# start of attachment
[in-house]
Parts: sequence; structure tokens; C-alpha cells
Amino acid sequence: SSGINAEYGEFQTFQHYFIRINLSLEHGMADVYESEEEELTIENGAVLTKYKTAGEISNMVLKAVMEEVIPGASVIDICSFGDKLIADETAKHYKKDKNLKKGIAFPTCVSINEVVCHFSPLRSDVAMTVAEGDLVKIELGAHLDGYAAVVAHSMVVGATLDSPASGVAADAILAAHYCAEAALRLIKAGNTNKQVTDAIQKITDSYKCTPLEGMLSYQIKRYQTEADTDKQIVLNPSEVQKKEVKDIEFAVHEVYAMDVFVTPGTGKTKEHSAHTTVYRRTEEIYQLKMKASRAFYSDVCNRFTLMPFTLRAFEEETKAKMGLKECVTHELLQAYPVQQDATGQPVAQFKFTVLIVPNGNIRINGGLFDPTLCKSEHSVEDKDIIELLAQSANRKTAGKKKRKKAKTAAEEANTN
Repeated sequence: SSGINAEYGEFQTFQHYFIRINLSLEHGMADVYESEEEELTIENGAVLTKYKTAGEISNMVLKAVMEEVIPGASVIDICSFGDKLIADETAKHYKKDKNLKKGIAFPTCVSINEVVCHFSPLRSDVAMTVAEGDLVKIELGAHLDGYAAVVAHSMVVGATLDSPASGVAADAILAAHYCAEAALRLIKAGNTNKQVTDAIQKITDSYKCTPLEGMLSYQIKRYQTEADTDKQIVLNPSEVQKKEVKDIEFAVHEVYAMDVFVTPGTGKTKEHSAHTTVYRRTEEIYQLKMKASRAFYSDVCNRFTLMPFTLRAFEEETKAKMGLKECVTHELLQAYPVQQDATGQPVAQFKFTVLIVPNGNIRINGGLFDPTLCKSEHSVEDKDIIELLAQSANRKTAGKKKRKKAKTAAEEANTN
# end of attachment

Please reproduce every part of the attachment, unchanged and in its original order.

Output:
[in-house]
Parts: sequence; structure tokens; C-alpha cells
Amino acid sequence: SSGINAEYGEFQTFQHYFIRINLSLEHGMADVYESEEEELTIENGAVLTKYKTAGEISNMVLKAVMEEVIPGASVIDICSFGDKLIADETAKHYKKDKNLKKGIAFPTCVSINEVVCHFSPLRSDVAMTVAEGDLVKIELGAHLDGYAAVVAHSMVVGATLDSPASGVAADAILAAHYCAEAALRLIKAGNTNKQVTDAIQKITDSYKCTPLEGMLSYQIKRYQTEADTDKQIVLNPSEVQKKEVKDIEFAVHEVYAMDVFVTPGTGKTKEHSAHTTVYRRTEEIYQLKMKASRAFYSDVCNRFTLMPFTLRAFEEETKAKMGLKECVTHELLQAYPVQQDATGQPVAQFKFTVLIVPNGNIRINGGLFDPTLCKSEHSVEDKDIIELLAQSANRKTAGKKKRKKAKTAAEEANTN
Repeated sequence: SSGINAEYGEFQTFQHYFIRINLSLEHGMADVYESEEEELTIENGAVLTKYKTAGEISNMVLKAVMEEVIPGASVIDICSFGDKLIADETAKHYKKDKNLKKGIAFPTCVSINEVVCHFSPLRSDVAMTVAEGDLVKIELGAHLDGYAAVVAHSMVVGATLDSPASGVAADAILAAHYCAEAALRLIKAGNTNKQVTDAIQKITDSYKCTPLEGMLSYQIKRYQTEADTDKQIVLNPSEVQKKEVKDIEFAVHEVYAMDVFVTPGTGKTKEHSAHTTVYRRTEEIYQLKMKASRAFYSDVCNRFTLMPFTLRAFEEETKAKMGLKECVTHELLQAYPVQQDATGQPVAQFKFTVLIVPNGNIRINGGLFDPTLCKSEHSVEDKDIIELLAQSANRKTAGKKKRKKAKTAAEEANTN